durchsetzen

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German[edit]

Etymology 1[edit]

durch- +‎ setzen

Pronunciation[edit]

  • IPA(key): /ˈdʊrçˌzɛtsən/, [ˈdʊʁçˌzɛt͡sən], [ˈdʊɐ̯ç-], [-ˌzɛt͡sn̩]
  • Hyphenation: durch‧set‧zen
  • (file)

Verb[edit]

durchsetzen (third-person singular simple present setzt durch, past tense setzte durch, past participle durchgesetzt, auxiliary haben)

  1. (transitive) to establish; to enforce; to cause to become prevalent, accepted, or effective
  2. (reflexive) to establish oneself; to become prevalent, accepted, or effective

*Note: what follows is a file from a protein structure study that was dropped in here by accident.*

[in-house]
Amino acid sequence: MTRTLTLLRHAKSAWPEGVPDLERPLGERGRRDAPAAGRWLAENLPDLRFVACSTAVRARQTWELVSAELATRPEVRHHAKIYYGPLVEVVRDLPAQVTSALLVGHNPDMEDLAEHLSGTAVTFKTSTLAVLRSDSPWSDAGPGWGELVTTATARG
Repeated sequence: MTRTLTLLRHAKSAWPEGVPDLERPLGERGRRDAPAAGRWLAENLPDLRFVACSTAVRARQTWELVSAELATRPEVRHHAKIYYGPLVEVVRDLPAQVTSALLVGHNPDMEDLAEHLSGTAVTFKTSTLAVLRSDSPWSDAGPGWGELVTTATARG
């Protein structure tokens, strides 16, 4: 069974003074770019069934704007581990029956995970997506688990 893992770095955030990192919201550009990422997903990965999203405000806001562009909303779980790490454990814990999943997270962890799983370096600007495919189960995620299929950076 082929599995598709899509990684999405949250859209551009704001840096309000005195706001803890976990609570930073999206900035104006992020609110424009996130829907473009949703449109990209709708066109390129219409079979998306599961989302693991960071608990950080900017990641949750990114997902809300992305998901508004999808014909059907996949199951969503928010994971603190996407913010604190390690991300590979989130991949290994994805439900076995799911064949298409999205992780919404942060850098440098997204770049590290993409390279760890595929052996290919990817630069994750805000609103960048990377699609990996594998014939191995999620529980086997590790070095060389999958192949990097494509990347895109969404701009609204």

• 2010, Der Spiegel, issue 22/2010, page 126:
      Innovationen im Affenreich setzen sich meist nur dann durch, wenn sie von ranghohen Tieren eingeführt werden, berichten US-Primatologen […]
      Innovations in the ape kingdom mostly only establish themselves if they are introduced by high-ranking animals, report US primatologists […]
  3. (reflexive) to assert oneself; to win; to have one's will
Conjugation[edit]
Derived terms[edit]

Etymology 2[edit]

durch- +‎ setzen

Pronunciation[edit]

  • IPA(key): /ˌdʊrçˈzɛtsən/, [ˌdʊʁçˈzɛt͡sən], [ˌdʊɐ̯ç-], [-ˈzɛt͡sn̩]

Verb[edit]

durchsetzen (third-person singular simple present durchsetzt, past tense durchsetzte, past participle durchsetzt, auxiliary haben)

  1. to pervade; to permeate; to enter and spread throughout
Conjugation[edit]